The Oka Crisis dominated news headlines over 25 years ago. Here's a roundup of important stories found on CBC.ca from then until now.
The Crisis, As It Happened
Watch one of the first CBC News reports from April 1989, as Mohawks peacefully protest plans for a golf course at Oka.
A year later, frustrated with the courts, Mohawk warriors bring in concrete blocks to set up permanent barricades.
By July, tension has mounted and the Mohawk warriors refused to take down their barricades. Listen to a CBC Radio report as weapons fire in the background.
A few days later, police officer, Marcel Lemay is shot and killed as Quebec riot police storm the barricades.
Hopes for a quick settlement shatter as negotiations between the government and the Mohawks break down and native people across Canada and the US hold rallies in support.
Six weeks later, tensions are high as 2,500 soldiers descend and the Mohawks prepare for the worst.
A week later, the crisis is over. Watch as warriors put down their weapons and spring out of the woods.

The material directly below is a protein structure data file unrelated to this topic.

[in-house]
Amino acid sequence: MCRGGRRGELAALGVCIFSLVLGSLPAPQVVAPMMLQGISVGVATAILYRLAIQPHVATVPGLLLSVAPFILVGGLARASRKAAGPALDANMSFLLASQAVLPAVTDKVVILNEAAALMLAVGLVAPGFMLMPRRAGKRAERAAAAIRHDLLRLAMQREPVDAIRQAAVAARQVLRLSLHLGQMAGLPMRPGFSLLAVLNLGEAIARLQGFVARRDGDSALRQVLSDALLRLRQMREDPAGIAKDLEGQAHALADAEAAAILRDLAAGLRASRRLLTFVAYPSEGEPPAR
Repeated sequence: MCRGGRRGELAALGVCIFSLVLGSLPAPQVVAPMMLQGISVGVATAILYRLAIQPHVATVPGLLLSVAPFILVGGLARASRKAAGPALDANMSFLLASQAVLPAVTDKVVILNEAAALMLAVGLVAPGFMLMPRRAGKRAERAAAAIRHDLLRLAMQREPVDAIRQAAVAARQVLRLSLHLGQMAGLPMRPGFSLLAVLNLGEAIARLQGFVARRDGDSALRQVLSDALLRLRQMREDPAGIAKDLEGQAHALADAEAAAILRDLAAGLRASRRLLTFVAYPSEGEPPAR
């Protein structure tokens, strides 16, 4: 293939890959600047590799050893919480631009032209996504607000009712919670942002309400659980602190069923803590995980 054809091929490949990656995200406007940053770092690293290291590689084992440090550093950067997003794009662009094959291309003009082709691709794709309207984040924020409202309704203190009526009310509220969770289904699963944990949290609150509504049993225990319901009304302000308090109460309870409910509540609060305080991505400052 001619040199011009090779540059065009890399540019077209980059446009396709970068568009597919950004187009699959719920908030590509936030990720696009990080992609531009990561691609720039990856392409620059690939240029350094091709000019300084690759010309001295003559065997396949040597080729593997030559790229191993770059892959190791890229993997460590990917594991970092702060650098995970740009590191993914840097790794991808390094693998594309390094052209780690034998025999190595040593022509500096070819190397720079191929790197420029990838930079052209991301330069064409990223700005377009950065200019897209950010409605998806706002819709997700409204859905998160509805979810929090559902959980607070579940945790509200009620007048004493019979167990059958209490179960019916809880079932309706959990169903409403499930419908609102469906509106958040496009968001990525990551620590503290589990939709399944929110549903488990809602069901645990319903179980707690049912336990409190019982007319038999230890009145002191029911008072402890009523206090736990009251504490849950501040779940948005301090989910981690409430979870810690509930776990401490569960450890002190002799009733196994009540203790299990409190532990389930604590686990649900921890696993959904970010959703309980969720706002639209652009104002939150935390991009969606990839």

The key events of the summer of 1990 are summarized in an interactive timeline with photos and videos.
A year later, Oka mayor Jean Ouellette talks to As It Happens about healing in the community and defends his actions to call in the Quebec police.
"There's always going to be bitterness." Ten year later, The National's Magazine remembers the legacy of Oka and visits communities who were scarred by the crisis.
Personal Reflections, 25 Years Later
CBC's Unreserved goes behind the lines and looks at the seige 25 years later and how it has affected Indigenous Canadians since.
Listen to a firsthand account from the Horn sisters as they recall the last day of the crisis, and the violent incident that resulted in 14 year-old Waneek being stabbed in the chest by a soldier's bayonet. "I handed my little sister to her and I looked down. I felt like my chest hurt and I looked down and I had blood all over the front my shirt and I went 'oh my god.' I looked in my shirt and I had a huge gash in my chest," Horn-Miller said.
"On July 11, 1990, my world became a lot more black and white as a writer and journalist. The actions of Canada and Quebec shattered most of the illusions I'd been taught about a 'Just Society', the 'rule of law', and 'honour of the Crown.' Mohawk journalist Dan David reflects on his time during the Oka summer as he takes a group of friends on a tour of the Pines and the place where his grandparents are buried.
CBC's Loreen Pindera covered the standoff at Oka and later wrote a book, People of the Pines: The Warriors and Legacy of Oka. Daybreak spoke with her about her perspective on the event 25 years later and she explains that the crisis had roots going back over 300 years.
Even Stompin Tom Conners penned a song, Ballad of Oka, about the crisis.